On 16 June, the Internet Society hosted an exclusive dialogue with the UN Special Rapporteur on Privacy (SRP), Prof. Joseph Cannataci.
Prof. Cannataci is the first-ever Special Rapporteur on the right to privacy. His initial report was issued in March 2016 and mapped an ambitious plan for the next few years, with a particular consideration on privacy issues related to the Internet and ICTs.
Many members from the Internet Society membership and community joined this conversation and engaged actively around a set of key priorities identified by the Special Rapporteur.
Here are some key takeaways from this exchange:
> The definition of privacy as a first priority: How to investigate and talk about privacy with people who don’t necessarily have a word for it in their language? The first step the SRP would like to reach is a widely shared and cross-cultural understanding of privacy. He believes it is only on this basis that he will be able to take his mandate forward.
> Privacy enabling the development of people’s personality: This is one of the main theses of the SRP. He sees privacy both as a right in itself, but also an enabler of other rights. In addition to enabling freedom of expression, he asserts that respect for privacy is essential to the un-hindered and free development of one’s personality. In other words, the ability to keep some information private or limited to certain groups is said to be fundamental to individuals’ ability to develop a distinctive character, sexual identity, life path, aspirations, etc.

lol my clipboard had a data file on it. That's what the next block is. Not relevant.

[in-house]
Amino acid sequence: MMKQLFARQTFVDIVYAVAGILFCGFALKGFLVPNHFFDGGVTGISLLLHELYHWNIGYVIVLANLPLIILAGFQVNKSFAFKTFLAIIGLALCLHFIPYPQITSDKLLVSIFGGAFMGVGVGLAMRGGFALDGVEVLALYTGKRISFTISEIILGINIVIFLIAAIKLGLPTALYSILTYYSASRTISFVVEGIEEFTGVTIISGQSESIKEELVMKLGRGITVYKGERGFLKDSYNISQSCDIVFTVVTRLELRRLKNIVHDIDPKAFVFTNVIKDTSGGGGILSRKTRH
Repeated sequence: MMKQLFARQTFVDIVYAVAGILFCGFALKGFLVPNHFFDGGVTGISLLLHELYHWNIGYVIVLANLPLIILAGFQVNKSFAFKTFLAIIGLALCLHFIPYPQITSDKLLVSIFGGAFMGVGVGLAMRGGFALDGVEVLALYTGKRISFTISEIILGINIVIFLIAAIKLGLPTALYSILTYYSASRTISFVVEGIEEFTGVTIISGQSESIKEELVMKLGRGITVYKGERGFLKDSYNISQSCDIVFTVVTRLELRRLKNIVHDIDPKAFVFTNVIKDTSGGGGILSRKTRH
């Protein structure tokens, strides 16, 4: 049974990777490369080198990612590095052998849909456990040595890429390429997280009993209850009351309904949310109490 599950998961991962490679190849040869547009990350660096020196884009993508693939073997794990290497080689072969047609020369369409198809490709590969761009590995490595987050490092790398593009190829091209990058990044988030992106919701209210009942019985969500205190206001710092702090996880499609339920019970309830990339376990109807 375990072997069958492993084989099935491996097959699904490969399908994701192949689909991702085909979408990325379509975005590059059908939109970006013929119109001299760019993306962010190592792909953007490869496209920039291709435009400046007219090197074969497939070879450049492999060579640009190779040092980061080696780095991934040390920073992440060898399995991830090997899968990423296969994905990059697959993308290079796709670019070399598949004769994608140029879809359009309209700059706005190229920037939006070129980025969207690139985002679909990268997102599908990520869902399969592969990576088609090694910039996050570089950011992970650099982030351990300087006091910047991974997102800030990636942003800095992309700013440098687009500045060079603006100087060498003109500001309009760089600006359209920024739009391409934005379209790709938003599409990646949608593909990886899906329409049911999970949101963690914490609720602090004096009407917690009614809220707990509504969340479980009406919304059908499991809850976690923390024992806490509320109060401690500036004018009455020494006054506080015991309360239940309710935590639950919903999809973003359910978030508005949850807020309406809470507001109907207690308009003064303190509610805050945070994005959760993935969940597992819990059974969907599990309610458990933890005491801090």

> Privacy as concept with deep roots: The SRP stressed that privacy is not merely a product of modern societies (even if the concept has evolved with new practices in the digital age), but rather has deep roots in human societies. He gave examples of pastoral societies, including Indigenous Australian peoples and populations in the Amazon, where privacy-related behaviors have been observed.
> Opposing the “privacy vs security” rhetoric: The SRP rejected the notion that privacy and security are at odds with one another. He contended that one can be secure while also maintaining one’s privacy. On this note, the Special Rapporteur stated that all governments should take a firm stance against the use of encryption backdoors, which he sees as a form of “security vs security”.
> Optimism for the future of privacy: Asked whether he was optimistic or pessimistic about the future of privacy in the digital age, the SRP expressed strong optimism. He stressed that in 33 years working on this subject, he has never seen as much interest and momentum in privacy as in 2016. He feels there is today a convergence of both public awareness and private sector cooperation that will lead to positive developments in the privacy space.
These are only a few of the many topics that were covered during the session. You can watch the full recording, with English captions here.
(text transcript available here)
We also invite you to watch this short interview from the UN Special Rapporteur that provides a short and useful overview of his perspectives:
For more information about the Internet Society’s views, please view our policy brief about privacy on the Internet.